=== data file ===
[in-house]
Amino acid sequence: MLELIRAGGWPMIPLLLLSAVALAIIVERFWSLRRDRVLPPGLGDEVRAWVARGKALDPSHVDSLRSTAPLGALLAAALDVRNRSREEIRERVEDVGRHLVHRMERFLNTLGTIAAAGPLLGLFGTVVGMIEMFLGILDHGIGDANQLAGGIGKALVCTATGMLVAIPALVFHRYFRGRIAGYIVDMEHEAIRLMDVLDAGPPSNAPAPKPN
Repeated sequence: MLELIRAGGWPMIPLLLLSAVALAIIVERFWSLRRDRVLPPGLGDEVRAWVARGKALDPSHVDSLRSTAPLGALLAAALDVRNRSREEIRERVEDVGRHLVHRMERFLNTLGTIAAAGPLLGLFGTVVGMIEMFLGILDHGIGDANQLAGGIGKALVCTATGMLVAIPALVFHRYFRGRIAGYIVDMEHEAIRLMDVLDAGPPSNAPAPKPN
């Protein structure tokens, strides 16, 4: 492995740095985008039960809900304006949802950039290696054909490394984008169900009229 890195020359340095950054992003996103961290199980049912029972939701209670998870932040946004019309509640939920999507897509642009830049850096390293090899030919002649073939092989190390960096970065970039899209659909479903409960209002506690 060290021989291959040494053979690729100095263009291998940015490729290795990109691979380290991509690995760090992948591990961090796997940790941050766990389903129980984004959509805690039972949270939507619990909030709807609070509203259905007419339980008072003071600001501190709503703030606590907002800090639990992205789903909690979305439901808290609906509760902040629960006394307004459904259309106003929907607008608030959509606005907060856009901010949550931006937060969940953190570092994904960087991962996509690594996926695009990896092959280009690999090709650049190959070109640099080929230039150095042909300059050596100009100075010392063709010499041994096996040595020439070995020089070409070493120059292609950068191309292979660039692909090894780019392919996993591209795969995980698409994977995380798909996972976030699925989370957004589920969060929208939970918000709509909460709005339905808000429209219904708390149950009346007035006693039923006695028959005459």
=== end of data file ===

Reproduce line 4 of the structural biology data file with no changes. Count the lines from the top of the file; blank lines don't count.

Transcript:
């Protein structure tokens, strides 16, 4: 492995740095985008039960809900304006949802950039290696054909490394984008169900009229 890195020359340095950054992003996103961290199980049912029972939701209670998870932040946004019309509640939920999507897509642009830049850096390293090899030919002649073939092989190390960096970065970039899209659909479903409960209002506690 060290021989291959040494053979690729100095263009291998940015490729290795990109691979380290991509690995760090992948591990961090796997940790941050766990389903129980984004959509805690039972949270939507619990909030709807609070509203259905007419339980008072003071600001501190709503703030606590907002800090639990992205789903909690979305439901808290609906509760902040629960006394307004459904259309106003929907607008608030959509606005907060856009901010949550931006937060969940953190570092994904960087991962996509690594996926695009990896092959280009690999090709650049190959070109640099080929230039150095042909300059050596100009100075010392063709010499041994096996040595020439070995020089070409070493120059292609950068191309292979660039692909090894780019392919996993591209795969995980698409994977995380798909996972976030699925989370957004589920969060929208939970918000709509909460709005339905808000429209219904708390149950009346007035006693039923006695028959005459």